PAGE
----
3 Reasons You Shouldn’t Wait Around for Starlink Internet
Elon Musk – whether you love him or hate him, people sit up and pay attention when he moves into a new industry. From self-driving cars to space exploration, the man knows how to shake things up, and his recent foray into broadband internet is no exception.
Starlink Internet is a satellite-based internet, but it differs from traditional satellites by orbiting closer to earth. With a “constellation” of 30,000 satellites spread across the globe, Musk hopes to provide high-speed internet to even the most rural and remote corners of the planet. Consumer beta tests are underway in Canada, and the hype has leaders in municipalities wondering: Do we really need to invest in our own fibre network? Can’t we just wait for Starlink instead?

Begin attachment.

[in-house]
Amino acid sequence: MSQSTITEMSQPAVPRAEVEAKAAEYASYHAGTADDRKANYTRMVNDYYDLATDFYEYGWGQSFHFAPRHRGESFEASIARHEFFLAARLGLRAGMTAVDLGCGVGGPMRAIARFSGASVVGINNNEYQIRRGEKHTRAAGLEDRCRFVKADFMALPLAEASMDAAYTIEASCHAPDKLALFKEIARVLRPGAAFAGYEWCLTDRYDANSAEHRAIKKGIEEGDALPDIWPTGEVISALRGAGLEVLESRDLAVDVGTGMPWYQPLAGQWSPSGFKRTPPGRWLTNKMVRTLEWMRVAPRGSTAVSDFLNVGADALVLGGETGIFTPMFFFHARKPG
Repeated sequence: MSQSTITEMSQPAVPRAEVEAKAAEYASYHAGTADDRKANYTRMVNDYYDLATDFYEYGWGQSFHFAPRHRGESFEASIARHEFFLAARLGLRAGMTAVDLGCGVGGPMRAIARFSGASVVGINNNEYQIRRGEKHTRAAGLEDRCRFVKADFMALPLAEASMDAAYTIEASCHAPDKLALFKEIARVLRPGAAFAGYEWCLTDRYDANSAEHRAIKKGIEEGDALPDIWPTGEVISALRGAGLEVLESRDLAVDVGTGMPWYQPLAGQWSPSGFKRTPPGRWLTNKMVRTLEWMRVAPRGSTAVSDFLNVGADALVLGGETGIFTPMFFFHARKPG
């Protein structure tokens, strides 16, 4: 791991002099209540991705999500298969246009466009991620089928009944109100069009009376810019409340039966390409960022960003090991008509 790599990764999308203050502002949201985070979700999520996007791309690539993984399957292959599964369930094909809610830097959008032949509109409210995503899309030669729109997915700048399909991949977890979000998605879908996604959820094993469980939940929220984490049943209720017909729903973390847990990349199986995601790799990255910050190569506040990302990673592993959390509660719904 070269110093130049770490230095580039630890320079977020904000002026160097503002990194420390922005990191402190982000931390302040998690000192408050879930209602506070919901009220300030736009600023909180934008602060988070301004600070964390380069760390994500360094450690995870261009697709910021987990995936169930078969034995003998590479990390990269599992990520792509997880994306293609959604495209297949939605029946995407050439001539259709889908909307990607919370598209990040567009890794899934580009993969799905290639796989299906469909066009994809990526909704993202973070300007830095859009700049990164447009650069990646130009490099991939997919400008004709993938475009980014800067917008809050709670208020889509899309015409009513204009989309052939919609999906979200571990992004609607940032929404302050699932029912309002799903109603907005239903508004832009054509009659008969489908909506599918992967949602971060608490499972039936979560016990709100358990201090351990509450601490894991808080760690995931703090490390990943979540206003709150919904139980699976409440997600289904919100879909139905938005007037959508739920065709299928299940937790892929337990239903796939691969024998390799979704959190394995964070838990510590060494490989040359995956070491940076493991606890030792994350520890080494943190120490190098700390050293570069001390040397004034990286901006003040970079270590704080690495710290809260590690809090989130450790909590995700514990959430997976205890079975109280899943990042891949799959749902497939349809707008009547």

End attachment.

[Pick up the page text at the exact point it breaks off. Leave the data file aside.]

In today’s blog, we want to compare the online experiences provided by Starlink Internet and fibre internet. In comparing key differences, we find that while Starlink has a time and a place, most people will still want fibre internet as soon as possible.
But First – A Disclaimer
Before we get into the reasons you shouldn’t wait around for Starlink Internet, we want to be clear that we aren’t anti-Starlink or even anti-satellite internet.
First and foremost, we want every Canadian to have the internet connection they need to work, learn, use telehealth technologies, and more. Especially in the wake of COVID-19, reliable at-home internet is a necessity. If Starlink is currently your best available internet option (and you can afford it), by all means, get Starlink!